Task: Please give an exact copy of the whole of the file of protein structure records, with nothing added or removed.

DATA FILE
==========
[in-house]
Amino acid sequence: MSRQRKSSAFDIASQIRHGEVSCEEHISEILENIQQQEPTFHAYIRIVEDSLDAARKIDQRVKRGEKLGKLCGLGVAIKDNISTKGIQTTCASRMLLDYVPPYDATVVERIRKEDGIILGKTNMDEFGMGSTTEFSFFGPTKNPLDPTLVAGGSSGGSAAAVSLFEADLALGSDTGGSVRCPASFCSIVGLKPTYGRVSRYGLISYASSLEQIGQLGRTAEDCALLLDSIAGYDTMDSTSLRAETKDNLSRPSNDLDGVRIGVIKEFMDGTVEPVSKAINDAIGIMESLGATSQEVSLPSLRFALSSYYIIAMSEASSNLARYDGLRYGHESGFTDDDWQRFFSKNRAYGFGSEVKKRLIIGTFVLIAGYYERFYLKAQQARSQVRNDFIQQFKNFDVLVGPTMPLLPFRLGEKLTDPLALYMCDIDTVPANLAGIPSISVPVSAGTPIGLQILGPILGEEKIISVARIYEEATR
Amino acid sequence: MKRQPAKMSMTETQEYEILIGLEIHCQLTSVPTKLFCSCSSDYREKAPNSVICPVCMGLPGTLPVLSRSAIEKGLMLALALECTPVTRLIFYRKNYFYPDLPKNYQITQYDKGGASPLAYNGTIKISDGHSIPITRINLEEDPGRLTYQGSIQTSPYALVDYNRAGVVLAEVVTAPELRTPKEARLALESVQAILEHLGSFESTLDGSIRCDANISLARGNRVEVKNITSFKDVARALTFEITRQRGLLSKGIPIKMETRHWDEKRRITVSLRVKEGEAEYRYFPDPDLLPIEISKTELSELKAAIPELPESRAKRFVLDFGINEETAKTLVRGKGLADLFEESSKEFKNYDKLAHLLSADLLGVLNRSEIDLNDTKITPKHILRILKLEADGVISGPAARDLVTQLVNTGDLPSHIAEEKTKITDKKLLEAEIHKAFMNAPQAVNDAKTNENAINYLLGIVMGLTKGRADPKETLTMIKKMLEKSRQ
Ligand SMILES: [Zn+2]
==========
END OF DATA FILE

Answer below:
[in-house]
Amino acid sequence: MSRQRKSSAFDIASQIRHGEVSCEEHISEILENIQQQEPTFHAYIRIVEDSLDAARKIDQRVKRGEKLGKLCGLGVAIKDNISTKGIQTTCASRMLLDYVPPYDATVVERIRKEDGIILGKTNMDEFGMGSTTEFSFFGPTKNPLDPTLVAGGSSGGSAAAVSLFEADLALGSDTGGSVRCPASFCSIVGLKPTYGRVSRYGLISYASSLEQIGQLGRTAEDCALLLDSIAGYDTMDSTSLRAETKDNLSRPSNDLDGVRIGVIKEFMDGTVEPVSKAINDAIGIMESLGATSQEVSLPSLRFALSSYYIIAMSEASSNLARYDGLRYGHESGFTDDDWQRFFSKNRAYGFGSEVKKRLIIGTFVLIAGYYERFYLKAQQARSQVRNDFIQQFKNFDVLVGPTMPLLPFRLGEKLTDPLALYMCDIDTVPANLAGIPSISVPVSAGTPIGLQILGPILGEEKIISVARIYEEATR
Amino acid sequence: MKRQPAKMSMTETQEYEILIGLEIHCQLTSVPTKLFCSCSSDYREKAPNSVICPVCMGLPGTLPVLSRSAIEKGLMLALALECTPVTRLIFYRKNYFYPDLPKNYQITQYDKGGASPLAYNGTIKISDGHSIPITRINLEEDPGRLTYQGSIQTSPYALVDYNRAGVVLAEVVTAPELRTPKEARLALESVQAILEHLGSFESTLDGSIRCDANISLARGNRVEVKNITSFKDVARALTFEITRQRGLLSKGIPIKMETRHWDEKRRITVSLRVKEGEAEYRYFPDPDLLPIEISKTELSELKAAIPELPESRAKRFVLDFGINEETAKTLVRGKGLADLFEESSKEFKNYDKLAHLLSADLLGVLNRSEIDLNDTKITPKHILRILKLEADGVISGPAARDLVTQLVNTGDLPSHIAEEKTKITDKKLLEAEIHKAFMNAPQAVNDAKTNENAINYLLGIVMGLTKGRADPKETLTMIKKMLEKSRQ
Ligand SMILES: [Zn+2]